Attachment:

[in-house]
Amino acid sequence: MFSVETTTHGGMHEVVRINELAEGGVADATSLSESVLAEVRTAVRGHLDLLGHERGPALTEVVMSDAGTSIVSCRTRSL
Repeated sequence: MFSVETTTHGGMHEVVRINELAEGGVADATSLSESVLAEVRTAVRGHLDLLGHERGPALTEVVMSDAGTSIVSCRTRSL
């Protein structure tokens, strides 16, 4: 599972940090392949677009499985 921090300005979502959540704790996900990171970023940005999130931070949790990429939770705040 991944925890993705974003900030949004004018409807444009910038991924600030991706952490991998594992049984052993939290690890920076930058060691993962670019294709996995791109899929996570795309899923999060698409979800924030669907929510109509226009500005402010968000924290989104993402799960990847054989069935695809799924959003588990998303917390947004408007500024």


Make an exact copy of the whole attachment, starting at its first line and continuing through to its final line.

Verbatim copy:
[in-house]
Amino acid sequence: MFSVETTTHGGMHEVVRINELAEGGVADATSLSESVLAEVRTAVRGHLDLLGHERGPALTEVVMSDAGTSIVSCRTRSL
Repeated sequence: MFSVETTTHGGMHEVVRINELAEGGVADATSLSESVLAEVRTAVRGHLDLLGHERGPALTEVVMSDAGTSIVSCRTRSL
């Protein structure tokens, strides 16, 4: 599972940090392949677009499985 921090300005979502959540704790996900990171970023940005999130931070949790990429939770705040 991944925890993705974003900030949004004018409807444009910038991924600030991706952490991998594992049984052993939290690890920076930058060691993962670019294709996995791109899929996570795309899923999060698409979800924030669907929510109509226009500005402010968000924290989104993402799960990847054989069935695809799924959003588990998303917390947004408007500024």